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Charlotte Flute Choir at June Tunes

June Tunes welcomed the airy notes of the Charlotte Flute Choir last Saturday.  The Town Hall lawn hosted eleven members of the choir and numerous Mint Hill residents in perfect weather as the sun set.  As usual, this June Tunes performance was a perfect time to wind down and enjoy the moment.

Irene Maddox and Joe Little founded the Charlotte Flute Choir in 1964.  The two were the flute section of the Charlotte Symphony at that time, and the original trustees of the Charlotte Flute Association.  Since then the choir has worked locally and internationally.  In 1985 they flew to Belfast, Ireland for a competition in which they placed first for best conductor under Maddox.  They represented North Carolina at the World’s Fair in Tenn. in 1982, and have presented concerts in Columbia and Florence, S.C.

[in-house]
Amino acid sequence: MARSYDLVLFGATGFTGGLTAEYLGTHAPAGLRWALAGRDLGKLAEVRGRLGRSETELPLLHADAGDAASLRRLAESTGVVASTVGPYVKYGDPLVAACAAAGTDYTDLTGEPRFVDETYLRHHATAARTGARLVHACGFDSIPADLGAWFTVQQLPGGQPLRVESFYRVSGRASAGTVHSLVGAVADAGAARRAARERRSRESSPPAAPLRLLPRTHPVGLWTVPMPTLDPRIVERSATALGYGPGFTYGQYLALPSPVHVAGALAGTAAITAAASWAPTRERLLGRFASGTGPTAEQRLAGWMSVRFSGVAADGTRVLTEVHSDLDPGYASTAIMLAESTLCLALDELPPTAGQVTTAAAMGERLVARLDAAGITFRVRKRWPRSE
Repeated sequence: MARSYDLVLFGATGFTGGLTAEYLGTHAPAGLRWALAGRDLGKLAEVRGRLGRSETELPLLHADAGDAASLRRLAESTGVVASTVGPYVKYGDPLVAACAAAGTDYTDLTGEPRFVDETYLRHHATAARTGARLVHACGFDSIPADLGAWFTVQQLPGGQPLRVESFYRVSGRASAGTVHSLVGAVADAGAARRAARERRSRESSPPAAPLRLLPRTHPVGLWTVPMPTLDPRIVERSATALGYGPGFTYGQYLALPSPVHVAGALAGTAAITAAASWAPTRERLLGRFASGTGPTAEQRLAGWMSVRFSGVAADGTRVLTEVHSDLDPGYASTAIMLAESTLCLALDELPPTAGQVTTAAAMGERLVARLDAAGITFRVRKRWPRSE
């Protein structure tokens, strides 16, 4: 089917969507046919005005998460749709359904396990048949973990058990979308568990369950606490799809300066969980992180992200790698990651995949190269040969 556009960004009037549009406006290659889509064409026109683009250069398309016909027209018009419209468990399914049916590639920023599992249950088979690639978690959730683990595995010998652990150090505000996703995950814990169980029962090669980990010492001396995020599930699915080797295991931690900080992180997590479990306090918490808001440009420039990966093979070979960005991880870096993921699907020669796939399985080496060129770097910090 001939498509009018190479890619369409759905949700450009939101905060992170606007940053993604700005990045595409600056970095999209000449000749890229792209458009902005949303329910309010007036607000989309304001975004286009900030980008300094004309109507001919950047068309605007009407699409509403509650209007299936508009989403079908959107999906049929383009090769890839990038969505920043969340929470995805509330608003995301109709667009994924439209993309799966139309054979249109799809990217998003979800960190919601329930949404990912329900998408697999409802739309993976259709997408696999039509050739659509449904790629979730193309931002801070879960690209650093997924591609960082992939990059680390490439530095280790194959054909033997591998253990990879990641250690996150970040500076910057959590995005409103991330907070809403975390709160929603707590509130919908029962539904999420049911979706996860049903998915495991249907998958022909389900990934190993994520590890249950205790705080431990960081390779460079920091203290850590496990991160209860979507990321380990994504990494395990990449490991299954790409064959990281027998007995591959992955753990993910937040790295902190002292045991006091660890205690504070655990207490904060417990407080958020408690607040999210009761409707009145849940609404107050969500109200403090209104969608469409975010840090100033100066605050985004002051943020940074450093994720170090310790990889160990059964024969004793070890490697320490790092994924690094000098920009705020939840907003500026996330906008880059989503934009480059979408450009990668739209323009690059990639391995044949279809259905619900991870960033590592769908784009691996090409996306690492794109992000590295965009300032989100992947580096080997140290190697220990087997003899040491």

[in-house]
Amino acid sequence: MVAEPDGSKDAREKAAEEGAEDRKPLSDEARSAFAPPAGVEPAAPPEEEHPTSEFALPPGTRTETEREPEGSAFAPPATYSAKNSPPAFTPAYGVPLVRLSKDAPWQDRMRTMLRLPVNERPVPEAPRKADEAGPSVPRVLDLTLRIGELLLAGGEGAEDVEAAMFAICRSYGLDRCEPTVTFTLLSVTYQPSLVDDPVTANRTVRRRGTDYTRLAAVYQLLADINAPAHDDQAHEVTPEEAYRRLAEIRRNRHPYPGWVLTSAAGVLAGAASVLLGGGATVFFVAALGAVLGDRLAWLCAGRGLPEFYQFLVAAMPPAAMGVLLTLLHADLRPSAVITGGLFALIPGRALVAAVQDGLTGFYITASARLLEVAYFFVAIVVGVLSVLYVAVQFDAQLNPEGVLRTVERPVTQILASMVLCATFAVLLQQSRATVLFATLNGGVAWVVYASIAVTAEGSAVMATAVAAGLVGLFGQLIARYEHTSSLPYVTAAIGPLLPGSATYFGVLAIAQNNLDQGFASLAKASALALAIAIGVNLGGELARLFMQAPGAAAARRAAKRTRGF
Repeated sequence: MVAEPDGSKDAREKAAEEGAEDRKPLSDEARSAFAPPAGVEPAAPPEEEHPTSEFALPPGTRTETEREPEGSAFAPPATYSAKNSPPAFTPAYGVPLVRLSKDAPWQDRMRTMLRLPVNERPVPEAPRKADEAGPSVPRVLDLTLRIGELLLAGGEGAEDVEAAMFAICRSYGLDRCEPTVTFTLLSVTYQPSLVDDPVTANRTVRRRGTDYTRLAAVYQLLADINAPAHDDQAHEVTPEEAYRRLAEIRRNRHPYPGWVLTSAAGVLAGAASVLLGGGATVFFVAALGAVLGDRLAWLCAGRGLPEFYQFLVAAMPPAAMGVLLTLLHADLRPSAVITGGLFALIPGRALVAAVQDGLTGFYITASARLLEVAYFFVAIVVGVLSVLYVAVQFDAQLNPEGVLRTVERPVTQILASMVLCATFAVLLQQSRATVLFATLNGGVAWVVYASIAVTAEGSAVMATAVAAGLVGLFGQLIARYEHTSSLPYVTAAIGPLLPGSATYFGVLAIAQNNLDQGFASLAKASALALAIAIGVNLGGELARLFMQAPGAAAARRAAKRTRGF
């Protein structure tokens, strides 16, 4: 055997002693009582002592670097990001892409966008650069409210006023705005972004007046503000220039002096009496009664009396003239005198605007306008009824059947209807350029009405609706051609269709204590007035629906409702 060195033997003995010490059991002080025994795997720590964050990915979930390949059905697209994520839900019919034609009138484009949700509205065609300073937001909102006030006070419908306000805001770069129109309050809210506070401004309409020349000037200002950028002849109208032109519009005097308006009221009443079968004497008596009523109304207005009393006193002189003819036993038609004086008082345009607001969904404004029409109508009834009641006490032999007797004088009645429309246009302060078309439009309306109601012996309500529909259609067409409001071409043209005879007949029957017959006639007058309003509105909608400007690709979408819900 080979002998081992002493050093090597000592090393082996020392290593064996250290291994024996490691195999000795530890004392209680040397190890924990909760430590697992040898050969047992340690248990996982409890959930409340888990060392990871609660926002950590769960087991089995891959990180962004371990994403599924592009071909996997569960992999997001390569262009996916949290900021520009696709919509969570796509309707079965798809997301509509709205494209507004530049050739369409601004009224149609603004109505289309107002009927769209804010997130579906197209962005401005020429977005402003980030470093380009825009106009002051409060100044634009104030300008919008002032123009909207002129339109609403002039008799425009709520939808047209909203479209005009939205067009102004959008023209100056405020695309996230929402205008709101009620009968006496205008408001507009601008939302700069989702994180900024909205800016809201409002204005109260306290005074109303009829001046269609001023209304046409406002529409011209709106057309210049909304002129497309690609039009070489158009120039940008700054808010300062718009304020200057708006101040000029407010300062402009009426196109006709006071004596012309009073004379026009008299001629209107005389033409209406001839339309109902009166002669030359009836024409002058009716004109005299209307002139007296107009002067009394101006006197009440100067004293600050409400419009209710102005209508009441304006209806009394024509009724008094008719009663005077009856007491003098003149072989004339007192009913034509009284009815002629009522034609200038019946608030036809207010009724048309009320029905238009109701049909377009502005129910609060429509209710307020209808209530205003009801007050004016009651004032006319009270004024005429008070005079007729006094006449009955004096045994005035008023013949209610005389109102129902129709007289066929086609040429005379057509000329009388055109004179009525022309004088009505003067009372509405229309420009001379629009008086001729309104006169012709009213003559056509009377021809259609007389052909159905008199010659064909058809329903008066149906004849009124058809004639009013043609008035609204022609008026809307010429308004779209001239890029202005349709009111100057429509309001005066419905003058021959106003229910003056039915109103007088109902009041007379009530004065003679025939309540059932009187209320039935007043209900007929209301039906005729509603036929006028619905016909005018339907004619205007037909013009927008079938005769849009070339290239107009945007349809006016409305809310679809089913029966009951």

Local performances have included the Festival in the Park, Springfest, the Charlotte Symphony ASID House, the Mint Museum, a prelude for the Summer Pops concerts, and now June Tunes.  The group also performs weddings and receptions, and volunteers time at retirement homes and other non-profit venues.  You can catch the choir every year at the Southern Christmas Show.

The Charlotte Flute Choir does all of their work extracurricularly.  The group is comprised of teachers, nurses, a professor, a dentist, a pilot, an engineer, and others.

Members come from around the Charlotte area, including Fort Mill, Clover, Belmont, Concord, Matthews, and Mint Hill.  They rehearse every Tuesday at the Southern Park Music School on Park Road.  JoeAnn Evans is the choir director, Jeanne Jamison is associate conductor, Janice Mangum is the treasurer, and Mint Hill resident Claire Goodman is the librarian.

Watching the flute choir at June Tunes was a unique experience.  Be sure to catch next week’s performance by the Queen Charlotte Chorus, an all-lady, four-part harmony barbershop-style group chartered in 1965.

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Watershed changes

Mecklenburg County Water Quality program manager, Rusty Rozzelle, spoke to the Mint Hill Planning Board June 18 about watershed districts.